The NMA models for all-cause mortality (47 RCTs; N = 30,333) and cardiovascular mortality (34 RCTs; N = 17,282) were not robust due to the low event rate and the large number of zero events in the data sets. Pairwise meta-analyses comparing DPP-4 inhibitors with sulfonylureas did not find a significant difference in all-cause mortality (OR 1.19; 95% CI, 0.65 to 2.17). For the same comparison, the OR for cardiovascular mortality was not statistically significantly different (OR 1.84; 95% CI, 0.66 to 5.12). No other direct estimates could be calculated.
Adverse Events (Table 2)
Compared with metformin monotherapy and with each other, none of the classes statistically significantly increased or decreased odds of serious adverse events (66 RCTs). Relative to metformin monotherapy, sulfonylureas, DPP-4 inhibitors, and basal insulin, GLP-1 agonists were the only class added to metformin to statistically significantly increase the odds of withdrawals due to adverse events (70 RCTs). Biphasic insulin significantly increased the odds of withdrawals due to adverse events relative to basal insulin. Compared with metformin monotherapy, GLP-1 agonists and basal or biphasic insulin significantly increased the total number of adverse events. Basal and biphasic insulin was associated with a statistically significant increase in total adverse events compared with all other classes. GLP-1 agonists significantly increased total adverse events when compared with DPP-4 and SGLT-2 inhibitors (57 RCTs).
SGLT-2 inhibitors added to metformin resulted in statistically significant increases in the mean difference in the change from baseline for low-density lipoprotein (LDL) cholesterol relative to metformin alone and significant increases relative to DPP-4 inhibitors (31 RCTs). SGLT-2 inhibitors added to metformin resulted in statistically significant increases in mean difference in the change from baseline for high-density lipoprotein (HDL) cholesterol relative to metformin alone, and relative to sulfonylureas, DPP-4 inhibitors, and GLP-1 agonists added to metformin (36 RCTs).
The NMA for heart failure (15 RCTs; N = 10,876) was not robust due to the low event rate and the large number of zero events in the data set (eight of the 15 RCTs reported zero events in one or all study arms). A pairwise meta-analysis comparing DPP-4 inhibitors with sulfonylureas did not find a significant difference in heart failure (OR 1.35; 95% CI, 0.48 to 3.82). No other direct estimates could be calculated.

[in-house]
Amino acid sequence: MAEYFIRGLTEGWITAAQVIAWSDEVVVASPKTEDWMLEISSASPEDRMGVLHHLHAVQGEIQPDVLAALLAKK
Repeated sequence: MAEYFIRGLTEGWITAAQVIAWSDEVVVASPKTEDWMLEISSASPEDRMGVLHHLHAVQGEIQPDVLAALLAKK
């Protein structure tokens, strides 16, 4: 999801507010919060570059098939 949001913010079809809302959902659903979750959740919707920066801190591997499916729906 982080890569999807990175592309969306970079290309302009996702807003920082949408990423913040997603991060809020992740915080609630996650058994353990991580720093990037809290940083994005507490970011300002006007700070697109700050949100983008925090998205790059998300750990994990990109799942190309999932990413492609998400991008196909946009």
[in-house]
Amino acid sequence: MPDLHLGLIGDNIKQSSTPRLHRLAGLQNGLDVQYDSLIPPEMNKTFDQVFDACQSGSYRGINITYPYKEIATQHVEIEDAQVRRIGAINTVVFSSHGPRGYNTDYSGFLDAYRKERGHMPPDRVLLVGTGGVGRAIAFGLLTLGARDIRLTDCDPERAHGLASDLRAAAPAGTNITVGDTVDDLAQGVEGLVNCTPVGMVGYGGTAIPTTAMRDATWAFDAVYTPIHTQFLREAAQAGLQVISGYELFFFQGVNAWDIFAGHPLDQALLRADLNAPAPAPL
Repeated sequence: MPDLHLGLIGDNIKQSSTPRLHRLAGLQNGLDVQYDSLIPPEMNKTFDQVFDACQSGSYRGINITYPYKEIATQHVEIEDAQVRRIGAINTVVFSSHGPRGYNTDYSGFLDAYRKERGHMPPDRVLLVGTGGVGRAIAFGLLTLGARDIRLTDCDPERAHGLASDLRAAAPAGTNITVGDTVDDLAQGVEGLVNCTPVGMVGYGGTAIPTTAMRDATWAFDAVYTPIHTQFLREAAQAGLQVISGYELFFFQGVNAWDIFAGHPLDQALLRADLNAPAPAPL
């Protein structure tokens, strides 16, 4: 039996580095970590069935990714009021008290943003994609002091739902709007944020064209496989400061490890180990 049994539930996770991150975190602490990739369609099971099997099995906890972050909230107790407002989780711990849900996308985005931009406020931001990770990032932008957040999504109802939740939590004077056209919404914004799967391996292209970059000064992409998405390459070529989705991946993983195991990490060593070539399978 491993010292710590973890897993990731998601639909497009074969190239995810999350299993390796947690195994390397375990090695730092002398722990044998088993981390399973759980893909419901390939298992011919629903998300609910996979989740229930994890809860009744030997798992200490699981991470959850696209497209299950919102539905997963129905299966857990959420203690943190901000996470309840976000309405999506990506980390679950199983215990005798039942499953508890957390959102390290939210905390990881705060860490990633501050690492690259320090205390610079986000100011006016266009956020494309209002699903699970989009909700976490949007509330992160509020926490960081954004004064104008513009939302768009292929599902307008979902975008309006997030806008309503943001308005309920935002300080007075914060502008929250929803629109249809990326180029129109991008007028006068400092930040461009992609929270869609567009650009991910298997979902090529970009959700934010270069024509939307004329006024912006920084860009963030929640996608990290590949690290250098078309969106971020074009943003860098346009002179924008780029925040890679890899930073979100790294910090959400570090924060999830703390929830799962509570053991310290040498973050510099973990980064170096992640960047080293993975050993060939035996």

Stroke and Transient Ischemic Attack
The NMA models for fatal stroke and nonfatal stroke were not robust due to the low event rate and the large number of zero events in the data set. Pairwise meta-analysis was also not possible. When sulfonylureas, SGLT-2, and DPP-4 inhibitors were compared with metformin monotherapy and each other in the reference-case NMA, no significant differences in the odds of transient ischemic attack were found (14 RCTs; N = 10,389).
The NMA model for pancreatitis (15 RCTs; N = 9,238) was not robust due to the low event rate and the large number of zero events in the data set (14 of 15 RCTs reported zero events in one [n = five RCTs] or all [n = nine RCTs] study arms). Pairwise meta-analysis was also not possible.
Urogenital Adverse Events
Compared with metformin monotherapy and with each other, none of the classes added to metformin significantly increased or decreased the risk of urogenital adverse events (21 RCTs).
Compared with metformin monotherapy and each other, none of the classes added to metformin significantly increased or decreased the odds of fracture (15 RCTs). Data were not available for GLP-1 agonists or for basal or biphasic insulin.
When sulfonylureas and SGLT-2 and DPP-4 inhibitors added to metformin were compared with metformin monotherapy and each other in the reference-case NMA, no significant differences in the odds of unstable angina were found (14 RCTs; N = 11,676).
Table 2: Key Efficacy and Safety Results From the Network Meta-Analyses
|End Point||RCTs||Drug Class + Metformin Versus Metformin Alone|
|Sulfonylurea||DPP-4 Inhibitor||SGLT-2 Inhibitor||GLP-1 Analogue||Basal Insulin||Biphasic Insulin|
|Continuous end points, MD (95% CrI)|
|Binary end points, OR (95% CrI)|
(–0.83 to –0.58)
(–0.68 to –0.48)
(–0.84 to –0.49)
(–1.05 to –0.71)
(–1.16 to –0.53)
(–1.41 to –0.48)
(1.59 to 2.63)
(–0.22 to 0.58)
(–2.75 to –1.67)
(–2.07 to –0.81)
(1.56 to 4.01)
(0.85 to 5.04)
(–1.54 to 2.06)
(–2.34 to 0.22)
(–5.24 to –2.89)
(–4.57 to –1.07)
(–3.04 to 5.16)
(–5.62 to 5.93)
(–0.09 to 0.20)
(–0.12 to 0.08)
(0.02 to 0.27)
(–0.17 to 0.13)
(–0.47 to 0.11)
(–0.06 to 0.01)
(–0.03 to 0.02)
(0.03 to 0.09)
(–0.06 to 0.02)
(–0.09 to 0.06)
(–0.05 to 0.11)
(2.24 to 17.51)
(0.34 to 2.41)
(0.13 to 2.36)
(0.63 to 5.96)
(0.65 to 27.65)
(0.33 to 91.77)
(5.25 to 11.22)
(0.55 to 1.10)
(0.62 to 1.58)
(0.46 to 1.25)
(1.73 to 5.80)
(3.34 to 14.52)
(0.99 to 1.32)
(0.87 to 1.08)
(0.88 to 1.21)
(1.12 to 1.68)
(1.47 to 3.33)
(1.42 to 3.79)
(0.76 to 1.21)
(0.72 to 1.15)